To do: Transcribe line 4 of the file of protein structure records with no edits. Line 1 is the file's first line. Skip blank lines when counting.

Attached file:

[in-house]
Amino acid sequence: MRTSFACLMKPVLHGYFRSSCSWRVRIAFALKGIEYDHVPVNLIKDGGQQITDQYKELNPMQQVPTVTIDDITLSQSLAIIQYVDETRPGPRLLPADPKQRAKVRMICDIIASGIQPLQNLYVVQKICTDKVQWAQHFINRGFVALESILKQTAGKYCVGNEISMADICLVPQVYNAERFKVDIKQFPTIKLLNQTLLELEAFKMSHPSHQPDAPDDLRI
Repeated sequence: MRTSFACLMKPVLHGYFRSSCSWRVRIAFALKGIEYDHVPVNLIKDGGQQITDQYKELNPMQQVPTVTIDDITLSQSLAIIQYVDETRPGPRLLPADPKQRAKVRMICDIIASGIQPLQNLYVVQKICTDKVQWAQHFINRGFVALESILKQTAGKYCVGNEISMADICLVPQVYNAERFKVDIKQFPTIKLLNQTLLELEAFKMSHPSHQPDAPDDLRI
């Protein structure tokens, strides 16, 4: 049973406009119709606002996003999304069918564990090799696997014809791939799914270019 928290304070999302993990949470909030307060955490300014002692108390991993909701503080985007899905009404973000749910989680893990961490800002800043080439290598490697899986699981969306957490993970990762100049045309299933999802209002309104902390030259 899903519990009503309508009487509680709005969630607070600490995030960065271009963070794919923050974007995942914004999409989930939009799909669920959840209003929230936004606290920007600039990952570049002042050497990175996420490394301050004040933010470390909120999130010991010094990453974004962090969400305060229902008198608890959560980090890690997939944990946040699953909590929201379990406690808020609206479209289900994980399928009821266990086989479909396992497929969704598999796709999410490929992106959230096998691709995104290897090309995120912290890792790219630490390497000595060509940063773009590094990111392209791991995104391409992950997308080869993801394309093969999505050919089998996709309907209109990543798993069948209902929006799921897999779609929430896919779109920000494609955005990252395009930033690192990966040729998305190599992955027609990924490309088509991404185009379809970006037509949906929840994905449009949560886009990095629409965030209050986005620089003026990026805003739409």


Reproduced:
């Protein structure tokens, strides 16, 4: 049973406009119709606002996003999304069918564990090799696997014809791939799914270019 928290304070999302993990949470909030307060955490300014002692108390991993909701503080985007899905009404973000749910989680893990961490800002800043080439290598490697899986699981969306957490993970990762100049045309299933999802209002309104902390030259 899903519990009503309508009487509680709005969630607070600490995030960065271009963070794919923050974007995942914004999409989930939009799909669920959840209003929230936004606290920007600039990952570049002042050497990175996420490394301050004040933010470390909120999130010991010094990453974004962090969400305060229902008198608890959560980090890690997939944990946040699953909590929201379990406690808020609206479209289900994980399928009821266990086989479909396992497929969704598999796709999410490929992106959230096998691709995104290897090309995120912290890792790219630490390497000595060509940063773009590094990111392209791991995104391409992950997308080869993801394309093969999505050919089998996709309907209109990543798993069948209902929006799921897999779609929430896919779109920000494609955005990252395009930033690192990966040729998305190599992955027609990924490309088509991404185009379809970006037509949906929840994905449009949560886009990095629409965030209050986005620089003026990026805003739409």